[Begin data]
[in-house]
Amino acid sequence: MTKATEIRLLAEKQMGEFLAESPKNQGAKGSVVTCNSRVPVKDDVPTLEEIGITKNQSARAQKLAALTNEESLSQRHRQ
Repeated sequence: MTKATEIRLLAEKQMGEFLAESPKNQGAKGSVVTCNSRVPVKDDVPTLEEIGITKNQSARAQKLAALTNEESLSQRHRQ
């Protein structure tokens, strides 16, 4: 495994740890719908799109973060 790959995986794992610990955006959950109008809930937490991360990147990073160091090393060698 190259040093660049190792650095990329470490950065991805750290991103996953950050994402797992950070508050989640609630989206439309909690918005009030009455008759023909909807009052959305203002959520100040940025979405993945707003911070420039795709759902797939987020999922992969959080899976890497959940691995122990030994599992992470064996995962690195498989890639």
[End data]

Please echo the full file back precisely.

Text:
[in-house]
Amino acid sequence: MTKATEIRLLAEKQMGEFLAESPKNQGAKGSVVTCNSRVPVKDDVPTLEEIGITKNQSARAQKLAALTNEESLSQRHRQ
Repeated sequence: MTKATEIRLLAEKQMGEFLAESPKNQGAKGSVVTCNSRVPVKDDVPTLEEIGITKNQSARAQKLAALTNEESLSQRHRQ
């Protein structure tokens, strides 16, 4: 495994740890719908799109973060 790959995986794992610990955006959950109008809930937490991360990147990073160091090393060698 190259040093660049190792650095990329470490950065991805750290991103996953950050994402797992950070508050989640609630989206439309909690918005009030009455008759023909909807009052959305203002959520100040940025979405993945707003911070420039795709759902797939987020999922992969959080899976890497959940691995122990030994599992992470064996995962690195498989890639």